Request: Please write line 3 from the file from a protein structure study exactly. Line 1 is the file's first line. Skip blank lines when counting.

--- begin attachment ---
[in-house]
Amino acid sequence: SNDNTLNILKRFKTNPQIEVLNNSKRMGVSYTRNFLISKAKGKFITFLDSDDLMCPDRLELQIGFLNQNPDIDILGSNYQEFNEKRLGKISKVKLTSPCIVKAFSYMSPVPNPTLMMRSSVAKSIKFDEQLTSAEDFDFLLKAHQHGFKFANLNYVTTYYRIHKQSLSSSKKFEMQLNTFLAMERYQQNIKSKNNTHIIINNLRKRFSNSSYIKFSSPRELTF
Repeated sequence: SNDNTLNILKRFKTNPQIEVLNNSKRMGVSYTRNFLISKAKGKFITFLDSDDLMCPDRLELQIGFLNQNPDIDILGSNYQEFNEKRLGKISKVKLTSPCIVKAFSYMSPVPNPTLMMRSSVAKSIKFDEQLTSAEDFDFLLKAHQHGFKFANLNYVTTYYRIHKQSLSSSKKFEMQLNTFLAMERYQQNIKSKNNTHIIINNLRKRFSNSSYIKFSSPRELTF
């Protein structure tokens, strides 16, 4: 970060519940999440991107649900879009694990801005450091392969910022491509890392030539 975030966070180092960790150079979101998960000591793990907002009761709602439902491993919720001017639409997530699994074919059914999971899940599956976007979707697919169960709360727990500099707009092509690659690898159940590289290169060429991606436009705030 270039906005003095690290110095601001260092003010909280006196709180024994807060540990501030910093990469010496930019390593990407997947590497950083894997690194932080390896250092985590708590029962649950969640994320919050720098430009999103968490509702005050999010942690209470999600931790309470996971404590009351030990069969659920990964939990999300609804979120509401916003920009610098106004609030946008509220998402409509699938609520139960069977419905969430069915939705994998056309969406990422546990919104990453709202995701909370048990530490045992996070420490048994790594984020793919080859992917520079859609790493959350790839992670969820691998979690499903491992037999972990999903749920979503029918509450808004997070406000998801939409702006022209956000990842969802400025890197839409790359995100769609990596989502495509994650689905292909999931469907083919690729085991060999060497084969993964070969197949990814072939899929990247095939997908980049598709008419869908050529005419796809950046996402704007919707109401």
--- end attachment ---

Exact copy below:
Repeated sequence: SNDNTLNILKRFKTNPQIEVLNNSKRMGVSYTRNFLISKAKGKFITFLDSDDLMCPDRLELQIGFLNQNPDIDILGSNYQEFNEKRLGKISKVKLTSPCIVKAFSYMSPVPNPTLMMRSSVAKSIKFDEQLTSAEDFDFLLKAHQHGFKFANLNYVTTYYRIHKQSLSSSKKFEMQLNTFLAMERYQQNIKSKNNTHIIINNLRKRFSNSSYIKFSSPRELTF